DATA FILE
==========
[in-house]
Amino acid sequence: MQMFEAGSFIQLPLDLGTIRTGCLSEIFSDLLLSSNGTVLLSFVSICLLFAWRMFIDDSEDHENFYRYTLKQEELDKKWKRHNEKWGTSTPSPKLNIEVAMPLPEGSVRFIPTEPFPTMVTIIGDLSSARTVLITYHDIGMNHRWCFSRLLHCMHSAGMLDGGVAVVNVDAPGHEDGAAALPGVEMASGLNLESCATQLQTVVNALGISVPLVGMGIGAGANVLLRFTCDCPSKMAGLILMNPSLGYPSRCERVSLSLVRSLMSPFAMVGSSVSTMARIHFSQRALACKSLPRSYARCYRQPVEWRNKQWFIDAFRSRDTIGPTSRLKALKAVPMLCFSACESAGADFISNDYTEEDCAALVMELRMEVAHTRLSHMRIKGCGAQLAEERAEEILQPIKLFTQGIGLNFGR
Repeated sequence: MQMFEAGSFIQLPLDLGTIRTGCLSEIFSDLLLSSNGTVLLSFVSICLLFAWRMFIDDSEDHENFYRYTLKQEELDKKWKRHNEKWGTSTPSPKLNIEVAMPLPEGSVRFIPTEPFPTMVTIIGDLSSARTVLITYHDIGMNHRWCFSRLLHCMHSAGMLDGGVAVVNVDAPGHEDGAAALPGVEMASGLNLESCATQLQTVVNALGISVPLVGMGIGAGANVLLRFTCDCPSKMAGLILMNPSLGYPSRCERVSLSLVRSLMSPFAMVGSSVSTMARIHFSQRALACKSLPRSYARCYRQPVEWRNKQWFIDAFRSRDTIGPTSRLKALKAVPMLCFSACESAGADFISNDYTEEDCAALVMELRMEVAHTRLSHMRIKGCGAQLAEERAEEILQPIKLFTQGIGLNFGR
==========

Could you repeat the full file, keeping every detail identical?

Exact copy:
[in-house]
Amino acid sequence: MQMFEAGSFIQLPLDLGTIRTGCLSEIFSDLLLSSNGTVLLSFVSICLLFAWRMFIDDSEDHENFYRYTLKQEELDKKWKRHNEKWGTSTPSPKLNIEVAMPLPEGSVRFIPTEPFPTMVTIIGDLSSARTVLITYHDIGMNHRWCFSRLLHCMHSAGMLDGGVAVVNVDAPGHEDGAAALPGVEMASGLNLESCATQLQTVVNALGISVPLVGMGIGAGANVLLRFTCDCPSKMAGLILMNPSLGYPSRCERVSLSLVRSLMSPFAMVGSSVSTMARIHFSQRALACKSLPRSYARCYRQPVEWRNKQWFIDAFRSRDTIGPTSRLKALKAVPMLCFSACESAGADFISNDYTEEDCAALVMELRMEVAHTRLSHMRIKGCGAQLAEERAEEILQPIKLFTQGIGLNFGR
Repeated sequence: MQMFEAGSFIQLPLDLGTIRTGCLSEIFSDLLLSSNGTVLLSFVSICLLFAWRMFIDDSEDHENFYRYTLKQEELDKKWKRHNEKWGTSTPSPKLNIEVAMPLPEGSVRFIPTEPFPTMVTIIGDLSSARTVLITYHDIGMNHRWCFSRLLHCMHSAGMLDGGVAVVNVDAPGHEDGAAALPGVEMASGLNLESCATQLQTVVNALGISVPLVGMGIGAGANVLLRFTCDCPSKMAGLILMNPSLGYPSRCERVSLSLVRSLMSPFAMVGSSVSTMARIHFSQRALACKSLPRSYARCYRQPVEWRNKQWFIDAFRSRDTIGPTSRLKALKAVPMLCFSACESAGADFISNDYTEEDCAALVMELRMEVAHTRLSHMRIKGCGAQLAEERAEEILQPIKLFTQGIGLNFGR